I know this because, unfortunately, the addictive nature of web browsing is something that I am well accustomed to. I am ashamed to admit that I have, on countless occasions, stayed up all night browsing useless websites, all the while ignoring that little voice in my head that’s telling me to do something more productive.
It’s safe to say I’m not fighting this battle alone. I have watched helplessly as my own friends and family struggle to tear their eyes away from the enticing web pages of the Internet, and I am not surprised that the cause of the shrinking attention span of teenagers and children is being pinpointed upon this very phenomenon.
It’s a terrifying thought – that the Internet is slowly turning us all into digital goldfish. Studies show that the Internet reduces our attention span to a mere 9 seconds, and as horrifying as this sounds, I don’t find it hard to believe. It is becoming increasingly difficult to work on the same project for a long period of time. At the first obstacle, I give up and work on something else. The way we interact with our computers is changing, too. No longer can we sit still and read an entire online article top to bottom; the idea of watching a video clip that lasts longer than five minutes is simply unfathomable. There’s also evidence that our short attention spans are linked to television, as well as computers.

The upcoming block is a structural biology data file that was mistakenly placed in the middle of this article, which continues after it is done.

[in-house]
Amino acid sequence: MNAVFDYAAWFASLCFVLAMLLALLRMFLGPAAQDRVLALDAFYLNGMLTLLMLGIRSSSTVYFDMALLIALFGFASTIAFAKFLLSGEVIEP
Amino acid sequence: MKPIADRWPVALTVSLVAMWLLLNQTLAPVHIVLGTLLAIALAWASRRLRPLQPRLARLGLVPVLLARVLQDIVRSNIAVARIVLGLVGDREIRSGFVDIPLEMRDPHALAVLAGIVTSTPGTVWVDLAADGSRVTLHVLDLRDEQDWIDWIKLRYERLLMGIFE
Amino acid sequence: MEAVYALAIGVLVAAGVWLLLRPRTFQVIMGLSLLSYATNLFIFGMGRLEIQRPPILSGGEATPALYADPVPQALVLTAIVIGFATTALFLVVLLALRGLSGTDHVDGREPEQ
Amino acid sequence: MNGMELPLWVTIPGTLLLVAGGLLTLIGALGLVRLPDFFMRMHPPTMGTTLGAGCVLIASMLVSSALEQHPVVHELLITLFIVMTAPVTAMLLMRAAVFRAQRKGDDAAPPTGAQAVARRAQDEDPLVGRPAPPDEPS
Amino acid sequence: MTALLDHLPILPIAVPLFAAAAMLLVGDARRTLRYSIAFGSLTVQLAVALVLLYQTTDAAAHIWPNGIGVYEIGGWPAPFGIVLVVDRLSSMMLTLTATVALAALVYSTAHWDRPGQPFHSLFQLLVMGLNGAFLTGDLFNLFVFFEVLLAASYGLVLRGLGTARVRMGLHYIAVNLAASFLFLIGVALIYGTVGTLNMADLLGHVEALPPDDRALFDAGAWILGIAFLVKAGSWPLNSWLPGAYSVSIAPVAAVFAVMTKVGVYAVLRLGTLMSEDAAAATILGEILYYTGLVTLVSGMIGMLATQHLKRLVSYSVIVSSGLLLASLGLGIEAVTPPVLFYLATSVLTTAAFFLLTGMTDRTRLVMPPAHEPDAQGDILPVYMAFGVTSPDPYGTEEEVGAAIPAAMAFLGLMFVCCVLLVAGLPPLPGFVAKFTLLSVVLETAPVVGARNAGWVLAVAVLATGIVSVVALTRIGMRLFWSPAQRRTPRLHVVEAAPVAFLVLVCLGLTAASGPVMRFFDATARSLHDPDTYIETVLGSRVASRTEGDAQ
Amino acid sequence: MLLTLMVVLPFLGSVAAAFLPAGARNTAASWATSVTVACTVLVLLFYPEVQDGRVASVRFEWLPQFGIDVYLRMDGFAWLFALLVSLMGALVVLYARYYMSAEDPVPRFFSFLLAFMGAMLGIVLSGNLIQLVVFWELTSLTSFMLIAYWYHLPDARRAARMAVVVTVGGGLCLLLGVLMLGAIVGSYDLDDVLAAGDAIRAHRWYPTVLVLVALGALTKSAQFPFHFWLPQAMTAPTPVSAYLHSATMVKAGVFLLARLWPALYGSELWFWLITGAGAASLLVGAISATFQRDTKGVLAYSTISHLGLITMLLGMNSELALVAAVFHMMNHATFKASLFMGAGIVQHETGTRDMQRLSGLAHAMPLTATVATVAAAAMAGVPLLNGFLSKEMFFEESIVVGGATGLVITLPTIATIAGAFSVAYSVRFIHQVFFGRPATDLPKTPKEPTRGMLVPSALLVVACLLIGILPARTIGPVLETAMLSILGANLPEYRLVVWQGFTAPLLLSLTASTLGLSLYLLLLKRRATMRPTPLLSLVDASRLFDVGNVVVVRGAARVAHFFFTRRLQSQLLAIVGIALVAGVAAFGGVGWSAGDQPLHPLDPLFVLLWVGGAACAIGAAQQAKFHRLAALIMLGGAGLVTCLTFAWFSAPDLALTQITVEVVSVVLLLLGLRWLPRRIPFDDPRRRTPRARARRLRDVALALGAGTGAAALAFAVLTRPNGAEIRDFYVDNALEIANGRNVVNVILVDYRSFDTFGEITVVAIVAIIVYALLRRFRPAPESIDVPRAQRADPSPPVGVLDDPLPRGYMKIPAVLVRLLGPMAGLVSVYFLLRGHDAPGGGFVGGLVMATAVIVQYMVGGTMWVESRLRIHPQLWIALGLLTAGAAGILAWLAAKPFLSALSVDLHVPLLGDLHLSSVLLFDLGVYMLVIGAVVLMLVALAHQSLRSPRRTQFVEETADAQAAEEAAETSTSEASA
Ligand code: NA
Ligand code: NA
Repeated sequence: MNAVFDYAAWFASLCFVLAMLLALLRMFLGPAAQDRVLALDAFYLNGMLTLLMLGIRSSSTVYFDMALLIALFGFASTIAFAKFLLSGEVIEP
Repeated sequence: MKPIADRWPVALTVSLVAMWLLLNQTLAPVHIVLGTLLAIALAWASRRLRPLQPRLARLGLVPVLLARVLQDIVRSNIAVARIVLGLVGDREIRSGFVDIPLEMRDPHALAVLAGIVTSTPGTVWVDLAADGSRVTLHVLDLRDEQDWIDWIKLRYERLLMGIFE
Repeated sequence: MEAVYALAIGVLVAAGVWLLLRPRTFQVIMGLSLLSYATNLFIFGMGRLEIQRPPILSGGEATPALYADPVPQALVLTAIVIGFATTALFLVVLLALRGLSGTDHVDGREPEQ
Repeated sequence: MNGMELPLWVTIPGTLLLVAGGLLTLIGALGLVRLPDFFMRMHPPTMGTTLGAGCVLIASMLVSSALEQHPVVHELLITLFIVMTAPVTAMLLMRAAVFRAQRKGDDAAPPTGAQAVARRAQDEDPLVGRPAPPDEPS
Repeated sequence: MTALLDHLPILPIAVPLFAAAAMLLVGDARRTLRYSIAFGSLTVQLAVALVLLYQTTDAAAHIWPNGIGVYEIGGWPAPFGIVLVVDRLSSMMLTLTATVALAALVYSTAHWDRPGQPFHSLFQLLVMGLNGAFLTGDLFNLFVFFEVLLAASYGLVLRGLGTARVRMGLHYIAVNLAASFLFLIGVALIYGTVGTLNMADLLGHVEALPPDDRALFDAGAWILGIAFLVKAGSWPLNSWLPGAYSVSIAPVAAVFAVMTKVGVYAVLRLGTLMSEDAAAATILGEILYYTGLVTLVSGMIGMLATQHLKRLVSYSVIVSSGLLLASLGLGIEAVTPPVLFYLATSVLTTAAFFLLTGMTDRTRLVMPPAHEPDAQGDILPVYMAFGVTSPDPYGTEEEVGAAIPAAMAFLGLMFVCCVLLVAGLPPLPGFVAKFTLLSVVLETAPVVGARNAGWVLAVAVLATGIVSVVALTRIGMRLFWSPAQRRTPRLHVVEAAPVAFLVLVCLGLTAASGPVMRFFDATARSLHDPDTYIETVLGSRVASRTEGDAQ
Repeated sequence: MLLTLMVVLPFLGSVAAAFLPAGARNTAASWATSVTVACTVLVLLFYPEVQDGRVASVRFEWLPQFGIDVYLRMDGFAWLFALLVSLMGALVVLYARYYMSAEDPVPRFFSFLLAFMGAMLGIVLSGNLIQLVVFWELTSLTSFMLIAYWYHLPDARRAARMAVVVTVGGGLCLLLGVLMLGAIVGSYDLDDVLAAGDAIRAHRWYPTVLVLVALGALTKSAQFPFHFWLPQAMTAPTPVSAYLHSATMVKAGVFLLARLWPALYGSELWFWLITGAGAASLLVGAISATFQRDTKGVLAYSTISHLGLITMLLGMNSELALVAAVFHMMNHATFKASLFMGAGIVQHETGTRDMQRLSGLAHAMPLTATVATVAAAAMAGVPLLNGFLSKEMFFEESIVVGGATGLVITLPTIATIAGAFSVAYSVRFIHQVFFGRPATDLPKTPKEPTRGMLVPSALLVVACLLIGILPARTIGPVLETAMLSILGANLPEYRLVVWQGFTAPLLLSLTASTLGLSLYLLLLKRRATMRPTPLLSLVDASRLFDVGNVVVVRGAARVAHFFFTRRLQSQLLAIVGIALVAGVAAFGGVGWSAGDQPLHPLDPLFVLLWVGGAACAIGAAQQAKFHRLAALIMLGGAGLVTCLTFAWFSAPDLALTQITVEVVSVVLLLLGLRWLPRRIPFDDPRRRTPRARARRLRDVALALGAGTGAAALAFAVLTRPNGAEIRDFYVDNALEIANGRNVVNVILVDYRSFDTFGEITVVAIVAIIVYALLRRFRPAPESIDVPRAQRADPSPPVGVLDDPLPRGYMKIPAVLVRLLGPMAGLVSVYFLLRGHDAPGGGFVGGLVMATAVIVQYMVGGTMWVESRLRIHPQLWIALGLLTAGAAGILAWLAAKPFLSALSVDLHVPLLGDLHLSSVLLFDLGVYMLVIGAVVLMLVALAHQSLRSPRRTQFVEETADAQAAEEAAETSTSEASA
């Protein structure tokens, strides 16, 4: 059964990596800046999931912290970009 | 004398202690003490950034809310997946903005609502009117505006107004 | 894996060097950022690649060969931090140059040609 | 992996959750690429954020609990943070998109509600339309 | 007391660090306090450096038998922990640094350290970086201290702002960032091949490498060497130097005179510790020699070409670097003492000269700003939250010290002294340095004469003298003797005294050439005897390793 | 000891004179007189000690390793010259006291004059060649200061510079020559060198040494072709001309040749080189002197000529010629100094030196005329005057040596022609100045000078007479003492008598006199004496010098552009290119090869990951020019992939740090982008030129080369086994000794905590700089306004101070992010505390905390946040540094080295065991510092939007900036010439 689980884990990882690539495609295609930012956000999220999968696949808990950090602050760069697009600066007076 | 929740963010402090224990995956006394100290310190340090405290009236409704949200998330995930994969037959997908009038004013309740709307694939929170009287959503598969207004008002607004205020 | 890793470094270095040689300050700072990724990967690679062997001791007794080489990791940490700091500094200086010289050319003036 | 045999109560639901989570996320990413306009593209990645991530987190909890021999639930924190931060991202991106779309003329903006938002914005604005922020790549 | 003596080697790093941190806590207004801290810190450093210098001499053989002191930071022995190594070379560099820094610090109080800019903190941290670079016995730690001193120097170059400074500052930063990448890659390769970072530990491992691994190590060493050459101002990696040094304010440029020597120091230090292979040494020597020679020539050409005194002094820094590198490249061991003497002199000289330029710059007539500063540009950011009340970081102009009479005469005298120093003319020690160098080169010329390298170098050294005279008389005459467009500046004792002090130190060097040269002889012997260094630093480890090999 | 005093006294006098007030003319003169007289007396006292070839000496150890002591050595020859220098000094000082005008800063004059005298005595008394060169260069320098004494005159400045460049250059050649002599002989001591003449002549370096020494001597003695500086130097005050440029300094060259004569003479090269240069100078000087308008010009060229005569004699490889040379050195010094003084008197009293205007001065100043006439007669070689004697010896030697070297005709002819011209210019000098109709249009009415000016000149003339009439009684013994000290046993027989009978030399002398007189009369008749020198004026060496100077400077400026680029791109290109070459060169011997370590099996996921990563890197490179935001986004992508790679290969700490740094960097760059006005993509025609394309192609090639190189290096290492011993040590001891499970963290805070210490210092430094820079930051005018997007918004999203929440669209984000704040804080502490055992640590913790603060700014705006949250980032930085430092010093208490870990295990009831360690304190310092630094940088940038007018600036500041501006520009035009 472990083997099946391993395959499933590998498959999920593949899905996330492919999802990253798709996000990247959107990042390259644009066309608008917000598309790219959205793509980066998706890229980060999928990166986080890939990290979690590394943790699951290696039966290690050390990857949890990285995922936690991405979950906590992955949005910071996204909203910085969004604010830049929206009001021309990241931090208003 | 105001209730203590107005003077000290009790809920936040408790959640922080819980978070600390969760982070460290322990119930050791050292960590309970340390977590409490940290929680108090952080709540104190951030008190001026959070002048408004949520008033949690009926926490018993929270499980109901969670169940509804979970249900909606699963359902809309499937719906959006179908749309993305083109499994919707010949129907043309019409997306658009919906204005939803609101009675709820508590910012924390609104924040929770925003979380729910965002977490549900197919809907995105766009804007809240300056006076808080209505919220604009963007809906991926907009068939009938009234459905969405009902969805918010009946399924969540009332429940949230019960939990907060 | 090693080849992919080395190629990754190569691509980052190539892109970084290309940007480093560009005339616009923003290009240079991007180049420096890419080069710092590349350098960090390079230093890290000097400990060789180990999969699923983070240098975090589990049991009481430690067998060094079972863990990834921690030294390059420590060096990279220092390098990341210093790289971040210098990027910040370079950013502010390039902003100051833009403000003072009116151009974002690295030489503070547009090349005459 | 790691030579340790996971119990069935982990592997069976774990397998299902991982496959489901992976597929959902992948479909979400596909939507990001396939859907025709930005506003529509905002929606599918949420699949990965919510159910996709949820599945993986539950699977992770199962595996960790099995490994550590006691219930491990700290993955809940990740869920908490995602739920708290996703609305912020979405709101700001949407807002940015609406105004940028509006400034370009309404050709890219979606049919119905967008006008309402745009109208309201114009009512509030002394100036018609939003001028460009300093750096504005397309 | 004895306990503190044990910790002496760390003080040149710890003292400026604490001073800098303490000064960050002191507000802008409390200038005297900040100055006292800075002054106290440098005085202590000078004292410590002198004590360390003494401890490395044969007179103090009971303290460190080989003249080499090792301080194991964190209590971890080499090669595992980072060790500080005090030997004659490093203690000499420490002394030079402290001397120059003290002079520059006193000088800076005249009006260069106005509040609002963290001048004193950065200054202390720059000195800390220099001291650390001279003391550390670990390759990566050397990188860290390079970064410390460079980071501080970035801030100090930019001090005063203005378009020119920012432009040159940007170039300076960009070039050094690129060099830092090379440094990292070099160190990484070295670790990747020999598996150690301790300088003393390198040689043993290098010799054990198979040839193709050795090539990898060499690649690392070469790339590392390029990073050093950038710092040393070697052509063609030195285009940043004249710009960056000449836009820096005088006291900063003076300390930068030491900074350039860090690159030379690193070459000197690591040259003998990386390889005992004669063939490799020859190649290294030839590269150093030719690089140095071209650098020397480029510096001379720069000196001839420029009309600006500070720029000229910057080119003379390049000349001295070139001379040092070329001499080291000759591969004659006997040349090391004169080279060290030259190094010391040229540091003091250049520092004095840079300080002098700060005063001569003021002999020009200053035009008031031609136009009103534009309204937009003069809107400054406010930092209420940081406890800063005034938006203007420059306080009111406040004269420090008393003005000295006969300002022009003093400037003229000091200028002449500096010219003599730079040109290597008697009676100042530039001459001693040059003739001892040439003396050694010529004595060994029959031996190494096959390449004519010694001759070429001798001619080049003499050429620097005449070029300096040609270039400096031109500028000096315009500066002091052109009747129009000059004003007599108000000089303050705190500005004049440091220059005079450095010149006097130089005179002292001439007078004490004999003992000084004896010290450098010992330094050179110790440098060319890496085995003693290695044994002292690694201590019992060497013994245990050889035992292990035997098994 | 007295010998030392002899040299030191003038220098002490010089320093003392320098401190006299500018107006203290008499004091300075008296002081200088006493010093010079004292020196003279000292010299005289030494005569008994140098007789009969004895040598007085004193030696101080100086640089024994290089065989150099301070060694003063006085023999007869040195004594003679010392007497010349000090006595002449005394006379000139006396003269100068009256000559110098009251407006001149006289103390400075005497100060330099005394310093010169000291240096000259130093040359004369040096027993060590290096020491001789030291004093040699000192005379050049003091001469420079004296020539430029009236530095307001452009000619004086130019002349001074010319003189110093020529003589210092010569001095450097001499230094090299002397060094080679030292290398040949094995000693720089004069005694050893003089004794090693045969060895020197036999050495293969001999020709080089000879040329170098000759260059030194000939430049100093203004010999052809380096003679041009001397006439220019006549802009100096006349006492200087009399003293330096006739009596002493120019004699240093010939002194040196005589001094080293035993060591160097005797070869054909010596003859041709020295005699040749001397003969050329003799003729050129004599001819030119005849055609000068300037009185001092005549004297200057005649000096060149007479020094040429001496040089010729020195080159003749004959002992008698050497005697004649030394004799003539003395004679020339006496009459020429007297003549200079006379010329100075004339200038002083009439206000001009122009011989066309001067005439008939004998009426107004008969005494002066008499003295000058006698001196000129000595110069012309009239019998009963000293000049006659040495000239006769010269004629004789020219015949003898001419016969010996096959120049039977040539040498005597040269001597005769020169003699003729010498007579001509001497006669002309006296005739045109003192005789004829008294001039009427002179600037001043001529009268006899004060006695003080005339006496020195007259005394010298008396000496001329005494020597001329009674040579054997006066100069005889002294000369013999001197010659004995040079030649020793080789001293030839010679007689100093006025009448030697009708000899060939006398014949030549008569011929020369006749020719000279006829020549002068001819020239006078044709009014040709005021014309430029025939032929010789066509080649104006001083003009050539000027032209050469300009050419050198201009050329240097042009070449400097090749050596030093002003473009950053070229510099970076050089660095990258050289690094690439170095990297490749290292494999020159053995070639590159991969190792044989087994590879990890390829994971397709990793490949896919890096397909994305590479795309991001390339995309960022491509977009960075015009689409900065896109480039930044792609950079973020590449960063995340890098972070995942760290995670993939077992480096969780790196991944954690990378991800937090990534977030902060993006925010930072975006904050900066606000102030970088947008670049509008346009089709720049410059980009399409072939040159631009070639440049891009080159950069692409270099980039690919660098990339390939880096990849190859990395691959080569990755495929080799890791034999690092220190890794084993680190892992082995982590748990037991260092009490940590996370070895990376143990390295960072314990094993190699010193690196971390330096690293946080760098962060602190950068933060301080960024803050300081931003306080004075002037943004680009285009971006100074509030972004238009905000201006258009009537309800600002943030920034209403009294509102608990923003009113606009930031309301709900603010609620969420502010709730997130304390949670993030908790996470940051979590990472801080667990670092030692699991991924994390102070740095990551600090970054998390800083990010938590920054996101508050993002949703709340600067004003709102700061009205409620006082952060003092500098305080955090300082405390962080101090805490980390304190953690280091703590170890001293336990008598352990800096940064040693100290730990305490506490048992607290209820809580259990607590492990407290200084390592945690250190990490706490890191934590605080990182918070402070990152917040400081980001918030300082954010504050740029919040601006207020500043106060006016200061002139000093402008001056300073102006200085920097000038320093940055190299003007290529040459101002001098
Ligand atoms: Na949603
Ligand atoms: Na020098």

At this point, you’re probably wondering how we can prevent our brains from becoming mush. The answer is simple—quit spending so much time in front of the computer and TV! Take a walk, do a puzzle, mow the lawn, or read a book. If you can’t seem to concentrate on any of these tasks, do all four at the same time – that should be enough to keep you occupied and entertained. If you have children, encourage them to do activities that don’t require the computer. After all, we’re already lazier than the sloth—it’s just embarrassing to let the goldfish beat us, too.